• These sites have a common API and structure
  • New information is not added to these sites on a daily basis and old information is rarely if ever updated

Anyone with a computer can create content Google might want to index. Not everyone can run an open data portal. Likewise the number of companies that provide ways of publishing content on the internet is infinite and increasing exponentially while the number of companies providing ways to publish data are only a handful. And of that handful there are two major players who dominate the market: Socrata and CKAN.

All Socrata instances come with a sitemap. It’s not obvious where this is but their robots.txt will give you the link. From there we just careful follow each link and scrape the title and description from each listing of data. It works well because this is what sitemaps are designed to do.

CKAN makes it even easier because CKAN has a pretty decent API. One of the endpoints allows the user to search through the data available on that instance. It requires no authentication and if you don’t provide a query it will return …. well everything.

Even better package search returns all the metadata. So with pagination we can scrape hundreds of thousands of datasets in minutes.

Outliers, Special Snowflakes, and Scrapers As Service

Of course not EVERY site uses either Socrata or CKAN. Most of the world’s open scientific data is on proprietary platforms, Most of the world’s open Geodata is on GeoNode instances. Before we could consider the challenge completed we had to figure out a way to handle sites that didn’t share a standard structure.

I’m awfully fond of Scraping As Service because I’m really not fond of writing individual scrapers every time I need to grab data from a site. But as useful as they are, these companies always seem to have a hard life. ScraperWiki decided they make more money from consulting and closed down their interface for individual devs. Import.io raised venture funding and inexplicably stopped working. 3Taps curates what they will scrape. 80legs tends to accidentally DDOS sites.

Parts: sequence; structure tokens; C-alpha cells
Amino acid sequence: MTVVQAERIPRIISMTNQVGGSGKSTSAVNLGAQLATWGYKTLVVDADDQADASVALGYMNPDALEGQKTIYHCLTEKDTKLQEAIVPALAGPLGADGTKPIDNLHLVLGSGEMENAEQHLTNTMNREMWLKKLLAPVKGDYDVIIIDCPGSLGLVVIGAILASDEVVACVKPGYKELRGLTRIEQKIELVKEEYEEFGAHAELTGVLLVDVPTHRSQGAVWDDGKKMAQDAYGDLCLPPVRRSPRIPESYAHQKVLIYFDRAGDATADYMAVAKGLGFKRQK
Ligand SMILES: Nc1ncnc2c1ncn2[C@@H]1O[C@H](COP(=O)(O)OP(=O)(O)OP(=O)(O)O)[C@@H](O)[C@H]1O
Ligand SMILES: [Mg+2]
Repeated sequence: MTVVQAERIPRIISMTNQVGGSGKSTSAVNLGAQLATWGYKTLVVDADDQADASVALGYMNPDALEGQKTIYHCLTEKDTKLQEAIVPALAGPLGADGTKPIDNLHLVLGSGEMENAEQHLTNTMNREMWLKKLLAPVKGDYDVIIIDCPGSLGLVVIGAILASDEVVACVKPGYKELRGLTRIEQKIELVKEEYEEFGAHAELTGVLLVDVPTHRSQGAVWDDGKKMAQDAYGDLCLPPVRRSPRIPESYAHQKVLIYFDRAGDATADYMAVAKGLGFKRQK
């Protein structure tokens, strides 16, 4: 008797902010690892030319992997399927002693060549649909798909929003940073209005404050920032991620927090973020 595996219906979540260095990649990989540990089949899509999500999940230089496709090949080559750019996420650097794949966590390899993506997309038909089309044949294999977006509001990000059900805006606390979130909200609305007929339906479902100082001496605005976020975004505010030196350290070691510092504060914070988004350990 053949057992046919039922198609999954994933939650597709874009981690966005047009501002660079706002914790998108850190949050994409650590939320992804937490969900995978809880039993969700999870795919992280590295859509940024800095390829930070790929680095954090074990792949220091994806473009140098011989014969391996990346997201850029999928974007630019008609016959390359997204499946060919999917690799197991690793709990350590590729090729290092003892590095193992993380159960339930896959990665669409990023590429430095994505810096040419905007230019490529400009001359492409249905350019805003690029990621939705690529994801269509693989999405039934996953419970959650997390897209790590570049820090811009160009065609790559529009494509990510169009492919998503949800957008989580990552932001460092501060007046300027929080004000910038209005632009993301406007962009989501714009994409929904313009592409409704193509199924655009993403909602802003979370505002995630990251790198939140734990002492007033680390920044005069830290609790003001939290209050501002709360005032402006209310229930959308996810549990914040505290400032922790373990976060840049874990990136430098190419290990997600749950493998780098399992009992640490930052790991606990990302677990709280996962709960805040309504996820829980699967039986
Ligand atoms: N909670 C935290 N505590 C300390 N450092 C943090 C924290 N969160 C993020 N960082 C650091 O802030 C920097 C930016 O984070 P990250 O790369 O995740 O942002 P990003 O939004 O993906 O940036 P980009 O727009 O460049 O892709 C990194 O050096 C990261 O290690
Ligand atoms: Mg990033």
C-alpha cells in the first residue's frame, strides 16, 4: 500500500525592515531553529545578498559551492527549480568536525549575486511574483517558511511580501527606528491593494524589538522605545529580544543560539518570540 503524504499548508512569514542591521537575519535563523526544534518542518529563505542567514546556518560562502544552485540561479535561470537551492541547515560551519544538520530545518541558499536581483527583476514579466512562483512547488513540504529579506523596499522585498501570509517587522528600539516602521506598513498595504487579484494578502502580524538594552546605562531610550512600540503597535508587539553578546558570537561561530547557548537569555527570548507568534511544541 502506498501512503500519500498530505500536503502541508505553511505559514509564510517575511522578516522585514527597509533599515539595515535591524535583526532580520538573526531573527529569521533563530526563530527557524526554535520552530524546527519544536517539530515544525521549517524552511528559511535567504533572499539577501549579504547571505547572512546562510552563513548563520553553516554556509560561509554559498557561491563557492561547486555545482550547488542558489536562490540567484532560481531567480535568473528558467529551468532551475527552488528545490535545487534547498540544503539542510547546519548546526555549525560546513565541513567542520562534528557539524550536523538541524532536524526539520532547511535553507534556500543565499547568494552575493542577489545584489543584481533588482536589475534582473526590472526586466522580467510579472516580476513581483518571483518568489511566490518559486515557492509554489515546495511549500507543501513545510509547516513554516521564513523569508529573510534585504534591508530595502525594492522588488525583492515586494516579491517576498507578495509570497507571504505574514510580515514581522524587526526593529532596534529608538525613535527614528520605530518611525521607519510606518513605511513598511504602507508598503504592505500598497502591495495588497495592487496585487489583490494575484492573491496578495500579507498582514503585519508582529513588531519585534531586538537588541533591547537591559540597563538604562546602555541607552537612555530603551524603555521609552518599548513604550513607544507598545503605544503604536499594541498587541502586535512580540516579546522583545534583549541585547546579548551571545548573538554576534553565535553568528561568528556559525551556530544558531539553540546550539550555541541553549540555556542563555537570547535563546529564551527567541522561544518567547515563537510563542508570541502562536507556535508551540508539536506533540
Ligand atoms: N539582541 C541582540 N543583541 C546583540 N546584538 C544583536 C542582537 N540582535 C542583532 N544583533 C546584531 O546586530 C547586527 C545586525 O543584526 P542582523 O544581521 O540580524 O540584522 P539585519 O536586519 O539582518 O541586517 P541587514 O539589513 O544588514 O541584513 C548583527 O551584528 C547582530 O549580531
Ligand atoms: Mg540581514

About a year ago someone showed me Kimono and there are a few really interesting features that stood out. While Import.io will allow you just to control scrapers via API, you can actually access your data via API with Kimono. You can schedule scrapes to occur regularly. And best of all, Kimono has webhooks.

Which means we could set up Kimono to scrape our outliers and when the scrape is complete, it sends the data directly to our servers via webhook.

Sweet!

Indexing All The Data

The technology is stable, so right now we’re just adding as many sites to our crawl list as possible. We want to prioritize the sites being crawled to make sure that the ones you are most interested in searching get indexed first. You can check out what we’ve indexed so far and what’s on the queue right here. Feel free to add your favorite data site if you don’t see it there.

(photo by pleuntje)